in addition to the important route to Soviet
Russia and the Ukraine that the wealthy Balkan
state would afford. The leader of the National
Peasant's Party, strongest group in the country,
claims that the Nazis have spent millions of leis
on propaganda and has acquired hundreds of
newspapers. He cited aditional expenditures to
supply terrorist groups in Rumania with hand
grenades, guns and ammunition.
In addition Germany has completed a com-
prehensive economic infiltration of 'Rumania.
Figures show that 25 per cent of Rumania's im-
ports come from Germany, and 39 per cent of
her exports are shipped to the Reich. The Nazis
have also succeeded in establishing themselves
as the foundation for the newly-important in-
dustries, in agrarian Rumania. Rumanian in-

dustry is dependent on Nazi engineers and fac-
tories for technical aid and equipment.
Despite Carol's opposition to Germany, how-
ever, his wealthy country remains the key state
in the Danubian basin, and therefore the key
state in Hitler's drive to the east..
Carol, meanwhile, has the difficult task of'
retaining a middle-course policy in a country
where there is no real liberal element. Even the
powerful Peasant's Party stands on a platform
of a parliamentary monarchy, while the less
powerful National Liberal Party can hardly be
described as a leftist organization. If Carol capit-
ulates to Berlin his country faces obliteration as
a political or at least as an economic entity. Yet
he can not openly oppose the Reich without
support from Russia or the Anglo-French duo
for fear of hastening the Nazi drive.
The slaying of the fascist leaders, however, if
implications that Carol promulgated the incident
are true, indicates a strong readiness to offer
such opposition if only support should be forth-
coming. It is needless to add that little Rumania
could not stand against Hitler alone.
Foreign Minister Comnen announced last
April that the friendship of France was vital to
Rumanian security, and the business interests,
controled by liberals, reiterated this sentiment.
Two weeks ago Carol visited Paris in a vain
effort to obtain aid from Daladier and Cham-
berlain. They only repeatel their post-Munich
doctrine in which they refuse to take issue with
the Rome-Berlin axis to protect small war-born
Spurned by the democracies, the monarch of
Bucharest was forced to turn to Europe's dic-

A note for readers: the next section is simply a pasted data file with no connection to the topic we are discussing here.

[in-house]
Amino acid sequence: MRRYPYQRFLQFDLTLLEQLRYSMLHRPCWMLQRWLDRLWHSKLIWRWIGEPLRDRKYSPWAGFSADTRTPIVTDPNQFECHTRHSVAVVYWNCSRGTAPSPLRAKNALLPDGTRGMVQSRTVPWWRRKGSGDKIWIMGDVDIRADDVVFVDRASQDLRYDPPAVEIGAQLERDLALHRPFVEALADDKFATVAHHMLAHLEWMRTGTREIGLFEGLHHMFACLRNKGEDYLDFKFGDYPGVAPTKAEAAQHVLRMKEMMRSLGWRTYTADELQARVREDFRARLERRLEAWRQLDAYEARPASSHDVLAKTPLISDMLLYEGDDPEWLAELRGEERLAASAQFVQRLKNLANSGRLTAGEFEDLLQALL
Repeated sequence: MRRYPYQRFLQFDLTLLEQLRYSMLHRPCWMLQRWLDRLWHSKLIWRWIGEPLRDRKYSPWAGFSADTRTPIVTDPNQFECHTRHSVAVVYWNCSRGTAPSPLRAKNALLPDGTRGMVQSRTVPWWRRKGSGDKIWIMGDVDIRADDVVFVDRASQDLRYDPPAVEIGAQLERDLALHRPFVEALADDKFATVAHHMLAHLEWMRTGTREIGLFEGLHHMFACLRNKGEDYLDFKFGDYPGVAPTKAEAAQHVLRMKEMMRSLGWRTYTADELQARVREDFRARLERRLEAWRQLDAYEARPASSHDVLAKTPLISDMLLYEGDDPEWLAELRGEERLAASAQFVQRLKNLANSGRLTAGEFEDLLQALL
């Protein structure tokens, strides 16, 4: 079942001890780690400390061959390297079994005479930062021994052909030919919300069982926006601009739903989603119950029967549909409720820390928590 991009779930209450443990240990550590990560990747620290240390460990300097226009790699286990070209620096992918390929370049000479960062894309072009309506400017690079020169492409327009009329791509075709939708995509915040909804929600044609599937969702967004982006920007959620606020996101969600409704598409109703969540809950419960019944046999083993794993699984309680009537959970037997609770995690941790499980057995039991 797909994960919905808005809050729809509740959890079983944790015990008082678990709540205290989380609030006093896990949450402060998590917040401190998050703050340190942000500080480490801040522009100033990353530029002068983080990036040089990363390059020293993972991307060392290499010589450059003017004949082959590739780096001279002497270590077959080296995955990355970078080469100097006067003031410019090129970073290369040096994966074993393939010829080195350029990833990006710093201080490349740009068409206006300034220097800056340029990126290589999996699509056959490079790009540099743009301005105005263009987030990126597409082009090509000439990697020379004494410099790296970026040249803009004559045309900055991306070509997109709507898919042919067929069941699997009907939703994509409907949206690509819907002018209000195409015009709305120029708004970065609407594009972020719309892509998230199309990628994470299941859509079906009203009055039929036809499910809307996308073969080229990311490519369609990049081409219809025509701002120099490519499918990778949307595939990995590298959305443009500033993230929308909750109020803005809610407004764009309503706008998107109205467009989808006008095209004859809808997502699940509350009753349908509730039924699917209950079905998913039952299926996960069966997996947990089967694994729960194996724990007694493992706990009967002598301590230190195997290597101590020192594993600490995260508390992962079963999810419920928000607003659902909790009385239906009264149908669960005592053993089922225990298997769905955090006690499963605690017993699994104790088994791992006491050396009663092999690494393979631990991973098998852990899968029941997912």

tator Friday. Reports give nothing of the con-
text of the three hour conference, but it is well
known that \Berlin is trying to convince the

I/ feemr to Me
HeywOod Broun
This is a day in which both France and Jim
Farley are in the news. Mr. Farley has put out
a book, and M. Daladier is putting on a putsch
or whatever the French word is for a drive toward
dictatorship. France is mov-
ing very fast, and Mr. Far-
ley is a fixed point in the
American scheme of things,
and so it will be convenient
to devote more space to "Be-
"- ' hind the Ballots" than to the
complicated chain of events
which lifted a middle of
the road French manufac-
tur into the role of a minor Napoleon.
Several editorial writers have blithely explained
the foreign crisis as the brave effort of Daladier
to defend democracy against red revolution. But
let it be ,remembered that if the Premier who
has attempted to take a temporary grant of
extra-legal power and extend it. He put off call-
ing the Chamber of Deputies into session and in-
sisted on continuing to rule by decree. Munich
has gone to the head of a small politician who
was somewhat on the timid side until he had his
back slapped by Hitler and by Mussolini. The so-
called revolutionists in the forces of labor have
been demanding a return to parliamentary pro-
cedure. And at this point it is possible to bring
James A. Farley into the picture.
French democracy has suffered from a splint-'
ering of parties. Ballots have not represented
popular will, because of the existence of dozens
of candidates, all running in different directions
at the same time.
Defender Of Two-Party System
When the heat was on Farley he himself was
sometimes mentioned as one with dictatorial am-
bitions. Nothing could be more contrary to the